A Muslim's Reflections on Holocaust Remembrance Day

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Grand Mosque of Paris.
Shalom and Peace! Today on Holocaust Remembrance Day I would like to share a recent experience that changed my perspective in an unexpected way. My perspective about Jews, about the Holocaust, about myself. Sounds mysterious? I didn’t mean it to be. Let me go back a couple of weeks and start again.
I am a Contributing Scholar for the State of Formation, an online program of the Journal of Interreligious Dialogue. Earlier this month the State of Formation sent me and a few other scholars to the National Holocaust Museum in Washington D.C. for a day’s worth of tours, discussions and presentations. What’s the big deal, you ask? I’m Muslim who grew up in Pakistan, and I had never thought much about the Holocaust until this visit.
I have to be honest and say that the visit to the museum was difficult at the very least and even emotionally exhausting. We didn’t see all the exhibits but we saw enough to give me a nauseous feeling in the pit of my stomach and make me wonder at the evilness of human nature. But then I also visited the rescuers exhibit and wondered at the courageous kindness of neighbors and strangers. I may have held my composure if we hadn’t toured the section about today’s genocides, dedicated to the continued dangers in the world around us. It was as I watched a short film about Syrian refugees that I finally broke down and cried.
I cried about the Jews who were treated like less than human, no, less than animals. I cried for the people who put their own lives in danger to help those who didn’t have a place to rest their heads. I cried for myself, for my children who live in an increasingly violent world. I cried for a loss of innocence and hope and a shattering of dreams.
But then I realized that we also live in a time of hope and courage. We live in a time when Muslims and Jews can come together in a unique manner to help each other, just like we did in centuries past. Like the grand mosque in Paris where Jews were given safety in the midst of the Holocaust, like the Polish Muslims who shielded their Jewish neighbors, like countless others lost in history and only now being discovered by research at the Holocaust Museum and elsewhere, we too can be each others’ support.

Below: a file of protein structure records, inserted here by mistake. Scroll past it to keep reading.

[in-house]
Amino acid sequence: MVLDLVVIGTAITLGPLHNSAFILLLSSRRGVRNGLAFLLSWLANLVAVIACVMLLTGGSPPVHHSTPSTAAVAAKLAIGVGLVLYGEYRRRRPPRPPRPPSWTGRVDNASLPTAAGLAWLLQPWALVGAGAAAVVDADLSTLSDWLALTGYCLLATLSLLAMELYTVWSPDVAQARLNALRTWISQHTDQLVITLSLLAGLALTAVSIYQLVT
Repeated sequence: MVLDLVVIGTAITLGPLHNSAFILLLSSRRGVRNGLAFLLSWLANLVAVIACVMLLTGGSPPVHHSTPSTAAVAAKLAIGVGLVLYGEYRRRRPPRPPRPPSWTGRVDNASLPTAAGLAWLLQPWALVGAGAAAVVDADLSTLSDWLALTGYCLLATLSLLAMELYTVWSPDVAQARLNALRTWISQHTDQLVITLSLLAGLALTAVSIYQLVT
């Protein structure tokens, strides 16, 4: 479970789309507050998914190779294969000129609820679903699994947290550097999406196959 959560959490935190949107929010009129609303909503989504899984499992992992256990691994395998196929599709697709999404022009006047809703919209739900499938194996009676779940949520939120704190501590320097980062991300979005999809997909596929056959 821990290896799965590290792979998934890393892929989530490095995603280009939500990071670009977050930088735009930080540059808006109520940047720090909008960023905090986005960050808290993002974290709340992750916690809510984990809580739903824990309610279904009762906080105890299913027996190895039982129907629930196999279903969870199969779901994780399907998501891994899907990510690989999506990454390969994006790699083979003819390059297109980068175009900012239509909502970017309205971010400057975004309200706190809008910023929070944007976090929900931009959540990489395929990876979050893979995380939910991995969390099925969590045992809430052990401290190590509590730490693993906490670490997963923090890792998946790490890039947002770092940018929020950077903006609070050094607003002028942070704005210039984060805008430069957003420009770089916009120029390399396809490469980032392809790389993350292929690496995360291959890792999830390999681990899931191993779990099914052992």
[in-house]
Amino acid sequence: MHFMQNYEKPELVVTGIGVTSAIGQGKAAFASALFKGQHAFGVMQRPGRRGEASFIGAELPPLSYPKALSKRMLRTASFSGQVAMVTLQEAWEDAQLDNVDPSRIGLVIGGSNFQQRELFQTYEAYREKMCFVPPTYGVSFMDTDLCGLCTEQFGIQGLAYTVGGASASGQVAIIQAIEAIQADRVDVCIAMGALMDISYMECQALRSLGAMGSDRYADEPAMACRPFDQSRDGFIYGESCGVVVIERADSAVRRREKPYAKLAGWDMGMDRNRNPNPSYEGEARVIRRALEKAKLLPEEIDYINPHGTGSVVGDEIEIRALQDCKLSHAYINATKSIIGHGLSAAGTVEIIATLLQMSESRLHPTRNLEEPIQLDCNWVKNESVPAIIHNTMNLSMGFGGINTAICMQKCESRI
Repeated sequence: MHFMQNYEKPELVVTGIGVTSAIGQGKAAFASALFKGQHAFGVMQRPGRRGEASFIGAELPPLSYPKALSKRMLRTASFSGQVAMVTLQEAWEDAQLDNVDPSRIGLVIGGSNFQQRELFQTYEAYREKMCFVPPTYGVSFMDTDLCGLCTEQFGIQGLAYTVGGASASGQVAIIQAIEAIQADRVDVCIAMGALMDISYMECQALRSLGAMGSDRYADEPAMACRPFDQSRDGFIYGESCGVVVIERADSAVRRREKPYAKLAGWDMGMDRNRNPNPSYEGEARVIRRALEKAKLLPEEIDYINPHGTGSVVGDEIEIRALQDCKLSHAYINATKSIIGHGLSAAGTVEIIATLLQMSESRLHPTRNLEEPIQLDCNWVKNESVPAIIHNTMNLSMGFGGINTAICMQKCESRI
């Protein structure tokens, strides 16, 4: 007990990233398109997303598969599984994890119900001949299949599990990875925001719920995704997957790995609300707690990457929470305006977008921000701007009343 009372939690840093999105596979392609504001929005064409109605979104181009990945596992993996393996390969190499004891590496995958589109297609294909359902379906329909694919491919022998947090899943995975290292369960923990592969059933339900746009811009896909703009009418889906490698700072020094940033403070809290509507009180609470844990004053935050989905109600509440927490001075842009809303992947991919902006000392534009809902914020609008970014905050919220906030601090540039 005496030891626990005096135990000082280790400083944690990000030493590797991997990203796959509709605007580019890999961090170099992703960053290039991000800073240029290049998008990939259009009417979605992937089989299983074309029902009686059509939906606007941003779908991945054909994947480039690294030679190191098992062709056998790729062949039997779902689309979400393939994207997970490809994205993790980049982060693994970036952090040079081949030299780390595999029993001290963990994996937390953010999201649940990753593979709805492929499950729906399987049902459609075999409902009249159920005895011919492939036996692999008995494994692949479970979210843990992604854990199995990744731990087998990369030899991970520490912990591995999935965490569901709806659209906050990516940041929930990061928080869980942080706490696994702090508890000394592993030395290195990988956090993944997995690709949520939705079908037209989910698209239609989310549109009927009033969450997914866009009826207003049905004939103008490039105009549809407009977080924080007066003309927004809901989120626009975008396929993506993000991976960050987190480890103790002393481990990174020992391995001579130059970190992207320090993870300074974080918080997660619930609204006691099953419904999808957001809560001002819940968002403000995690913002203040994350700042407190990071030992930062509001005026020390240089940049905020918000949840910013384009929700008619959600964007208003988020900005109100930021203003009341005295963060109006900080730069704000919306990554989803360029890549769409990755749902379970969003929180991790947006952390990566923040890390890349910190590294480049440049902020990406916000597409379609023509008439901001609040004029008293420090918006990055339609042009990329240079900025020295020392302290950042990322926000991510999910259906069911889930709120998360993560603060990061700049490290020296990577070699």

What does that mean for us in practical terms and how is it even possible? At the Museum that day surrounded by my State of Formation colleagues, we discussed how. As Muslims we need to embrace the Holocaust as a shared historical event, rather than a Jewish one. As Jews we need to allow others to share this important catastrophe. There is evidence emerging of Muslims not only saving Jews but also suffering alongside Jews in concentration camps and ghettos. Horror and violence never targets just one community alone, and we need to recognize and accept this fact.
Yes, for Muslims that will mean shouting over the voices of the Holocaust deniers, teaching our kids about that era in our shameful past, and healing as a multi-faith community. For Jews, that will mean giving up the Jews-only narrative of the Holocaust, and more significantly, supporting Muslims in current day genocides like Syria. It will mean understanding that anti-Semitism and Islamophobia are actually one and the same thing, two ugly sides of the same tainted coin. We need to look out for each other, for if we don’t then who will?
Theologically, culturally and emotionally, Jews and Muslims are so much more alike than different, and it’s about time we worked together instead of apart. I didn’t think that’s the lesson I would learn when I went to Washington D.C. but that’s the surprising thing about being open and inviting: you learn more than you could possibly imagine. May God bless you and keep you safe on this Yom HaShoah.

Saadia Faruqi is an interfaith activist, editor of Interfaith Houston, editor-in-chief of Blue Minaret Literary Journal and author of Brick Walls: Tales of Hope & Courage from Pakistan,available in June. Follow her @saadiafaruqi and on her website at www.saadiafaruqi.com.